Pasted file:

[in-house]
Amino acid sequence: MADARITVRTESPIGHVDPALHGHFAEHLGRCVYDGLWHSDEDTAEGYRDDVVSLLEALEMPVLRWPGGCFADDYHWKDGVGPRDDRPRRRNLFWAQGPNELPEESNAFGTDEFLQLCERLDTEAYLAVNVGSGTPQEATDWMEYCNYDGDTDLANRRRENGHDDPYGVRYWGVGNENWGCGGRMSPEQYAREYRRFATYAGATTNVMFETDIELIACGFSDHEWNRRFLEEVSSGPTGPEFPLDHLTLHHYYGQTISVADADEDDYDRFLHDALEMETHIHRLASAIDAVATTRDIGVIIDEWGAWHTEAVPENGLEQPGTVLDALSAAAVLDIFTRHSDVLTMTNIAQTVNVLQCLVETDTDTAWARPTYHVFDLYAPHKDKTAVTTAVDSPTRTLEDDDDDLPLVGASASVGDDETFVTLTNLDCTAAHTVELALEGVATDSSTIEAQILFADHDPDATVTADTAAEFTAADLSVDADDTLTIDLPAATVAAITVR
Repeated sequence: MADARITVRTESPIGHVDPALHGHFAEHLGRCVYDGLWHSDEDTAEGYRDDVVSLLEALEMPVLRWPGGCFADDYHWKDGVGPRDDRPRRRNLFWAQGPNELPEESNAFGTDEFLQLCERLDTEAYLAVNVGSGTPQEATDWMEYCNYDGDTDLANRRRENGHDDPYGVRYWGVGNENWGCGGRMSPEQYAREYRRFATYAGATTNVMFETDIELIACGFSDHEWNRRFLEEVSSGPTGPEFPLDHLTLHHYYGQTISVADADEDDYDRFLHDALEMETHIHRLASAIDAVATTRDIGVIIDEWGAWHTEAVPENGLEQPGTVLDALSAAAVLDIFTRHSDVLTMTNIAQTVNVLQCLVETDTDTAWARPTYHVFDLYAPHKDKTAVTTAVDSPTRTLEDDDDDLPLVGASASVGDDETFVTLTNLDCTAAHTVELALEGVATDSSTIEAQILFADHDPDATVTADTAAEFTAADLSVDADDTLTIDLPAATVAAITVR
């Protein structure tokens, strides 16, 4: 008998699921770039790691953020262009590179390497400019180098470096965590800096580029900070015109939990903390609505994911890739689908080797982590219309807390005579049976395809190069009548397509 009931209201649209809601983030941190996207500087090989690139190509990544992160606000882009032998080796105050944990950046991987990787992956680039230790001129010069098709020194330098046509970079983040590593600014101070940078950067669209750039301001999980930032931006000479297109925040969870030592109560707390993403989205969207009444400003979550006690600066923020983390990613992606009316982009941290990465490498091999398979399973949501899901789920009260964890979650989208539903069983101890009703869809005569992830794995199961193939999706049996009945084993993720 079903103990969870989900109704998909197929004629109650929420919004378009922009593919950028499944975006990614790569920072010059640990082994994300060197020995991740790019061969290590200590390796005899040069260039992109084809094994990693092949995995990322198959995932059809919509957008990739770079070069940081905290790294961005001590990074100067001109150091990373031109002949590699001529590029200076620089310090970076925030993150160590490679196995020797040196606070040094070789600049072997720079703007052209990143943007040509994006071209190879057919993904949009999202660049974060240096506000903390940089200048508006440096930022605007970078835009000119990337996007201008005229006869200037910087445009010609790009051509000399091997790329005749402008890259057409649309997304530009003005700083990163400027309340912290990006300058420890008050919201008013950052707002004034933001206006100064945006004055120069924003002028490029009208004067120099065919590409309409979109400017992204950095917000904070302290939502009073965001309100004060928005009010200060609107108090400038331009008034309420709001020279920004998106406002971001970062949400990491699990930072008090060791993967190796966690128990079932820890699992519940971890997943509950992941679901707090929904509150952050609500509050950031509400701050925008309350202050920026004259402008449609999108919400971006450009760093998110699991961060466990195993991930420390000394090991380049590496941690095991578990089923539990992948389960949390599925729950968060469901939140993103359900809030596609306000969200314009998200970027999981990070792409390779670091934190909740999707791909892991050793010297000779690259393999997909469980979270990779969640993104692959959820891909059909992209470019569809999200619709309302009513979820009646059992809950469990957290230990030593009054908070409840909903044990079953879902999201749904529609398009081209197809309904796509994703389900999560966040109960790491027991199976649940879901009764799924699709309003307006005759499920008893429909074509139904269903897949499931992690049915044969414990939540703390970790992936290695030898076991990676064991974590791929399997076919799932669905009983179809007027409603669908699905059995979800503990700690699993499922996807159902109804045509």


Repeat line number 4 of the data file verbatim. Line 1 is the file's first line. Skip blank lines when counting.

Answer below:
């Protein structure tokens, strides 16, 4: 008998699921770039790691953020262009590179390497400019180098470096965590800096580029900070015109939990903390609505994911890739689908080797982590219309807390005579049976395809190069009548397509 009931209201649209809601983030941190996207500087090989690139190509990544992160606000882009032998080796105050944990950046991987990787992956680039230790001129010069098709020194330098046509970079983040590593600014101070940078950067669209750039301001999980930032931006000479297109925040969870030592109560707390993403989205969207009444400003979550006690600066923020983390990613992606009316982009941290990465490498091999398979399973949501899901789920009260964890979650989208539903069983101890009703869809005569992830794995199961193939999706049996009945084993993720 079903103990969870989900109704998909197929004629109650929420919004378009922009593919950028499944975006990614790569920072010059640990082994994300060197020995991740790019061969290590200590390796005899040069260039992109084809094994990693092949995995990322198959995932059809919509957008990739770079070069940081905290790294961005001590990074100067001109150091990373031109002949590699001529590029200076620089310090970076925030993150160590490679196995020797040196606070040094070789600049072997720079703007052209990143943007040509994006071209190879057919993904949009999202660049974060240096506000903390940089200048508006440096930022605007970078835009000119990337996007201008005229006869200037910087445009010609790009051509000399091997790329005749402008890259057409649309997304530009003005700083990163400027309340912290990006300058420890008050919201008013950052707002004034933001206006100064945006004055120069924003002028490029009208004067120099065919590409309409979109400017992204950095917000904070302290939502009073965001309100004060928005009010200060609107108090400038331009008034309420709001020279920004998106406002971001970062949400990491699990930072008090060791993967190796966690128990079932820890699992519940971890997943509950992941679901707090929904509150952050609500509050950031509400701050925008309350202050920026004259402008449609999108919400971006450009760093998110699991961060466990195993991930420390000394090991380049590496941690095991578990089923539990992948389960949390599925729950968060469901939140993103359900809030596609306000969200314009998200970027999981990070792409390779670091934190909740999707791909892991050793010297000779690259393999997909469980979270990779969640993104692959959820891909059909992209470019569809999200619709309302009513979820009646059992809950469990957290230990030593009054908070409840909903044990079953879902999201749904529609398009081209197809309904796509994703389900999560966040109960790491027991199976649940879901009764799924699709309003307006005759499920008893429909074509139904269903897949499931992690049915044969414990939540703390970790992936290695030898076991990676064991974590791929399997076919799932669905009983179809007027409603669908699905059995979800503990700690699993499922996807159902109804045509």